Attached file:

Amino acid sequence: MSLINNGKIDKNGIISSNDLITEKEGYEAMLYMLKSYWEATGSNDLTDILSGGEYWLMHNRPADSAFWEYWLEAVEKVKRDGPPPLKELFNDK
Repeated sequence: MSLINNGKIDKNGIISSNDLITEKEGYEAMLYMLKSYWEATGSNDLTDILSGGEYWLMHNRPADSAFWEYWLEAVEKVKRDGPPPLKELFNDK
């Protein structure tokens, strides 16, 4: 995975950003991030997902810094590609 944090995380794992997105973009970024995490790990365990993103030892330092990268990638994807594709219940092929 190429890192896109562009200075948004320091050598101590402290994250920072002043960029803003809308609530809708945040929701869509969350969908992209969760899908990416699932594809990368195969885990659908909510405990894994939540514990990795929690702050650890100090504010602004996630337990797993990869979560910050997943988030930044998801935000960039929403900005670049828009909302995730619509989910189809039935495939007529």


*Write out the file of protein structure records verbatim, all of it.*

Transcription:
Amino acid sequence: MSLINNGKIDKNGIISSNDLITEKEGYEAMLYMLKSYWEATGSNDLTDILSGGEYWLMHNRPADSAFWEYWLEAVEKVKRDGPPPLKELFNDK
Repeated sequence: MSLINNGKIDKNGIISSNDLITEKEGYEAMLYMLKSYWEATGSNDLTDILSGGEYWLMHNRPADSAFWEYWLEAVEKVKRDGPPPLKELFNDK
């Protein structure tokens, strides 16, 4: 995975950003991030997902810094590609 944090995380794992997105973009970024995490790990365990993103030892330092990268990638994807594709219940092929 190429890192896109562009200075948004320091050598101590402290994250920072002043960029803003809308609530809708945040929701869509969350969908992209969760899908990416699932594809990368195969885990659908909510405990894994939540514990990795929690702050650890100090504010602004996630337990797993990869979560910050997943988030930044998801935000960039929403900005670049828009909302995730619509989910189809039935495939007529």